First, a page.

Guest Column By Ven. Thubten Nyima
All sentient beings seek happiness and avoid suffering. This is true of humans, animals and even insects. At our very core, we are not different from each other. We all have aversion to situations and things that cause us pain, and look for and are attracted to that which brings us happiness. Yet, this is not the only way in which we are connected. In addition to filial and friendship bonds, human beings are also connected through kindness and interdependence.
One of those things that we are attracted to, look for, and cherish is kindness. Humans have a deep capacity for kindness, particularly during trying times. Recent stories from all over the world show how people are being kind in the midst of loss and fear. From appreciation to health care workers in the front lines of the pandemic, to teachers going the extra mile to stay in touch with students during lockdowns, to scientist working long hours to develop a vaccine, acts of kindness have been abundant.
The heroes we celebrate are often those who, in challenging or dangerous situations, show courage and self-sacrifice in order to benefit others. Admiration and respect for such actions run deep in our heart. Martin Luther King Jr., Mahatma Gandhi, Mother Teresa, His Holiness the Dalai Lama, Nelson Mandela, Bishop Desmond Tutu, to name a few, personify principled, non-violent response to harm and injustice.
All major religions in the world call for kindness to others. Here are some quotes I borrowed from the Feed Kindness website:
One should not behave towards others in a way that is disagreeable to oneself. This is the essence of morality. All other activities are due to selfish nature.
– Mahabharata, Anusasana Parva 113.8
You shall love your neighbor as yourself.
– Leviticus 19.18
Not one of you is a believer until he loves for his brother what he loves for himself.
–Islam. Forty Hadith of an-Nawawi 13
Response to Injustice
Because as humans we value kindness, we also show great outrage in the face of injustice, abuse, and cruelty. Recent widespread protests in response to the death of George Floyd underscore this.
In Buddhism we practice seeing all beings as having been our mothers in the past. This is logical in the context of having been born numberless times. Therefore, according to the Buddhist worldview, we all have a very close connection with each other, having been each other’s family and friends in past lives. As a result of such close connection, we have been the recipient of everyone’s kindness and care since beginningless time.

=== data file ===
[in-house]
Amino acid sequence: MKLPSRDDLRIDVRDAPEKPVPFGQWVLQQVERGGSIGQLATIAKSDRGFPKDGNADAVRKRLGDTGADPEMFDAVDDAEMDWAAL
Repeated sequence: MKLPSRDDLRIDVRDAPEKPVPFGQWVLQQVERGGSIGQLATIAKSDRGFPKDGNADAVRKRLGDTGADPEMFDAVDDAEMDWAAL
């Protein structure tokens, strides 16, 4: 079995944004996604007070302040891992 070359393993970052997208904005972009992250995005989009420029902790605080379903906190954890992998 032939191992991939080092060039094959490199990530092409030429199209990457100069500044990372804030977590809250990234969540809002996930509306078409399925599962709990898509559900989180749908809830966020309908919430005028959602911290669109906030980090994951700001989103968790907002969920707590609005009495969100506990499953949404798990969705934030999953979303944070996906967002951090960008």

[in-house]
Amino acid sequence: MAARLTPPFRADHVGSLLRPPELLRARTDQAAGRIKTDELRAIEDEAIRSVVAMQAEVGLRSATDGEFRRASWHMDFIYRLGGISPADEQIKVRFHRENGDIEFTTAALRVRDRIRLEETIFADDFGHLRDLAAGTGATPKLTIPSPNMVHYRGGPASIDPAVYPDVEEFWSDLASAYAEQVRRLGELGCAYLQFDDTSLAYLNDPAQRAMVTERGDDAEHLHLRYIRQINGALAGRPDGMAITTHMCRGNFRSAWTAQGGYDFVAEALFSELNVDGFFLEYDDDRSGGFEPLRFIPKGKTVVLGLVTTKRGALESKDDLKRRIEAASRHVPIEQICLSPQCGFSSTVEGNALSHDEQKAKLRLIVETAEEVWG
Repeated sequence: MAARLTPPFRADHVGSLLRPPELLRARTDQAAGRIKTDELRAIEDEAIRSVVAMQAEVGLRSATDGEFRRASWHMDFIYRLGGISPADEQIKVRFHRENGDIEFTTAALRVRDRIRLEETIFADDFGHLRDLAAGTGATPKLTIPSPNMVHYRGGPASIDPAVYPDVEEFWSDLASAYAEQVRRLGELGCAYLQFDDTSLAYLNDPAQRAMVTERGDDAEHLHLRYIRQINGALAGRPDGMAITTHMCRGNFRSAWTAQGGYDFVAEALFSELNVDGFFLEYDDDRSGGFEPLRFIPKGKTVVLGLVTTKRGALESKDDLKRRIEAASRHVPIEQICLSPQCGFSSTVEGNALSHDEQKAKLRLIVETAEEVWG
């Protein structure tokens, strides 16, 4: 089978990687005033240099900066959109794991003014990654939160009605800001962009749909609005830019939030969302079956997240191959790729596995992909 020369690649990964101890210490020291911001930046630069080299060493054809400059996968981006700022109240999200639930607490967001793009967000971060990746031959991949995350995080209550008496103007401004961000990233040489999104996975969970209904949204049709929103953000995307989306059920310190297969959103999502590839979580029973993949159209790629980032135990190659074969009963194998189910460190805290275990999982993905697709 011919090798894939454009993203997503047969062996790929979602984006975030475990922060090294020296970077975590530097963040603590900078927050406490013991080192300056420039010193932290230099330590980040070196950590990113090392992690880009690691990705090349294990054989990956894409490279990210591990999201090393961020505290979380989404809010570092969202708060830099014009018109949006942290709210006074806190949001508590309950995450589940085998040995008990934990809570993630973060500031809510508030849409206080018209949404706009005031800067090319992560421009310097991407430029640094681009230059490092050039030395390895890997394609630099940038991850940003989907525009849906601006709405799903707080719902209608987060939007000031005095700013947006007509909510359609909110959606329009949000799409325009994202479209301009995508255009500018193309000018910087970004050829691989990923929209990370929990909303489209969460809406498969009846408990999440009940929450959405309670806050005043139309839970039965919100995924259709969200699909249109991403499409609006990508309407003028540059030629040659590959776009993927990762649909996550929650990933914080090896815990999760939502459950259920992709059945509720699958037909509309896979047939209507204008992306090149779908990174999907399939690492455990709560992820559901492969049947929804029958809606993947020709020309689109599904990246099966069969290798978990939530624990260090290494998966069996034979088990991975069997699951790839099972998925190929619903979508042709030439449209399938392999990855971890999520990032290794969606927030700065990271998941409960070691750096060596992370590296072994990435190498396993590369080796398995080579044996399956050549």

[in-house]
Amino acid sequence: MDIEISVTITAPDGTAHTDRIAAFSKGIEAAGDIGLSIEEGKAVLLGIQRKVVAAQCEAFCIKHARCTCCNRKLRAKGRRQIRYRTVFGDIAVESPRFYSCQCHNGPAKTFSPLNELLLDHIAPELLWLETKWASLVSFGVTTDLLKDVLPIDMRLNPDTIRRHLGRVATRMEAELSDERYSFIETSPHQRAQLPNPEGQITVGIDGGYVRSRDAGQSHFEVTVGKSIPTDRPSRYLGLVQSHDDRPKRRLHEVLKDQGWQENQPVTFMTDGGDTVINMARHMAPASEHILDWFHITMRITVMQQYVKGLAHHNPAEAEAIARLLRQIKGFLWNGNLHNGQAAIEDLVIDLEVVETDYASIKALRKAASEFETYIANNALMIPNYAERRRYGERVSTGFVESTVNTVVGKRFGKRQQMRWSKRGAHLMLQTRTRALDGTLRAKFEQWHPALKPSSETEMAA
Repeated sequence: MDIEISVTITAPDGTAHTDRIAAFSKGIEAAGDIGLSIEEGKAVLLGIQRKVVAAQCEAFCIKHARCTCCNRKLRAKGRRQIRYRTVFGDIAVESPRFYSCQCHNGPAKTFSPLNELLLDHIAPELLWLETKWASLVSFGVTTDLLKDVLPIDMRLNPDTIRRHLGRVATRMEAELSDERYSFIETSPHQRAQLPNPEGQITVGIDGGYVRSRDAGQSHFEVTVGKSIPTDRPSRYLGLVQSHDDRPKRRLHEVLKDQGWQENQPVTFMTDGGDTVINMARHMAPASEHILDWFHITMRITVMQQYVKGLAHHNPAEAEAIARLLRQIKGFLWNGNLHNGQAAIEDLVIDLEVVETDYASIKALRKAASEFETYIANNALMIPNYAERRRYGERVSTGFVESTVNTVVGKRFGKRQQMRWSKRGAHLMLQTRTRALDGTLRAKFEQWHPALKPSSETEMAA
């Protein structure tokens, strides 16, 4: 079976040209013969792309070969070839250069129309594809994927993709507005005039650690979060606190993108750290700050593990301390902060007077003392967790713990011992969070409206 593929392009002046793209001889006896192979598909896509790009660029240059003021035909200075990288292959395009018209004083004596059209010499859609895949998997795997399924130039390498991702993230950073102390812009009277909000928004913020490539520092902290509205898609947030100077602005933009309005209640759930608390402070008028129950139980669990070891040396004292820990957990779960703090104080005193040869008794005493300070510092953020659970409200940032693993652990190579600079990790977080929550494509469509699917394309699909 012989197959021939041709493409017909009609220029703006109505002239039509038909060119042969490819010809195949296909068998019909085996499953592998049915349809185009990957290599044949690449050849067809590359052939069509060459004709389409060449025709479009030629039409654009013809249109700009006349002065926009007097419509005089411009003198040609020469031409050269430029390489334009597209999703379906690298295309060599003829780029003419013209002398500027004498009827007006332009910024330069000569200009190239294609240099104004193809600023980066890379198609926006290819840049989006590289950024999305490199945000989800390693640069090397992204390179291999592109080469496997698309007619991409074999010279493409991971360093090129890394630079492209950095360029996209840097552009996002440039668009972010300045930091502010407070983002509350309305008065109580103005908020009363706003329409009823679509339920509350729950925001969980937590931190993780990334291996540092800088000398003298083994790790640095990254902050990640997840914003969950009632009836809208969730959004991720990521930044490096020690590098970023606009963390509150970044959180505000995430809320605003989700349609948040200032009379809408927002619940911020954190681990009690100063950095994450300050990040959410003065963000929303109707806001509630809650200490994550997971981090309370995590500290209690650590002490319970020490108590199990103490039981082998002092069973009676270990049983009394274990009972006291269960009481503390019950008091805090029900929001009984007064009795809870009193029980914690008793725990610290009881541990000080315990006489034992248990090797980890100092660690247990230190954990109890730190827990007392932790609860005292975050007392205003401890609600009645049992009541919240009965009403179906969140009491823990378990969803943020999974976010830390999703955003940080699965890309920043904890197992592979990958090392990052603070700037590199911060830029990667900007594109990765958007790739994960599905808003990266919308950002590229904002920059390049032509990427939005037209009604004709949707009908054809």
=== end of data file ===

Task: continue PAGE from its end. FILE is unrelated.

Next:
This morning, as I sat contemplating the great fortune of having a meal to eat, I thought of all the human beings who made that meal possible. The people who donated it where foremost in my mind, as well as others in the long chain of causation—through space and time—that culminated in the plate of food in front of me. For example, the ancient peoples who discovered fire, developed the wheel, embarked in the systematic cultivation of fruits and vegetables, and engineered irrigation systems to support nascent agricultural efforts. Also those who, through the ages, perfected those innovations into their modern versions, and many, many others right up to the grocery store clerks who stocked and sold the items.
The truth of our human condition is that, despite the individualistic attitude and the “pull-myself-up-by-my bootstraps” narrative we often hear, we are very much dependent upon each other for our very existence. If nothing else, the reality of climate change and the COVID-19 pandemic illustrate just how connected we are to each other and the planet. No longer can we ignore the fact that whatever happens in remote corners of the world will eventually impact our lives. Likewise, our actions and choices affect those far away.
We depend on others for our very survival. What do you think are your chances of surviving alone on a deserted island? Mine are not so good. Survival requires a lot of skills, most of which I don’t have.
We can only cultivate spiritual qualities in relationship to each other. Love, compassion, forgiveness, altruism—the very mental states that define our spiritual realizations— can only be cultivated as a result of our interaction with others.
We also identify ourselves in relation to others. Our culture, ethnicity, race, socio-economic status, language, educational level, and other demographic markers, do not exist in a vacuum. Rather, they are part of an intricate tapestry of human development and experience that can only be revealed and expressed as we interact with each other.
When we see clearly the kindness of others and our interdependence, we are less likely to feel lonely or alienated. Feelings of gratitude and closeness arise more easily in the mind, creating conducive conditions for cultivating joy and compassion.
Join FāVS for a digital Coffee Talk on “The Value of Human Connection,” at 10 a.m., June 6. Nyima is a panelist. Register for link.
Ven. Thubten Nyima was born in Colombia and has lived in the United States for over 35 years.
She became interested in Buddhism in 2001 after meeting a tour of monks from the Ganden Shartse Monastery. In 2009 she took refuge with Ven. Thubten Chodron and Sravasti Abbey and became a regular participant in the Abbey’s annual Exploring Monastic Life course.
Today Ven. Nyima contributes to the Abbey’s administrative functions as part of the Inviting Generosity/Publicity team. She is also a facilitator for Sravasti Abbey Friends Education (SAFE) distance learning courses and cares for the Abbey’s veggie garden.
[…] Ven. Thubten Nyima from Sravasti Abbey who wrote, “The Human Connection: Kindness and Interdependence.” […]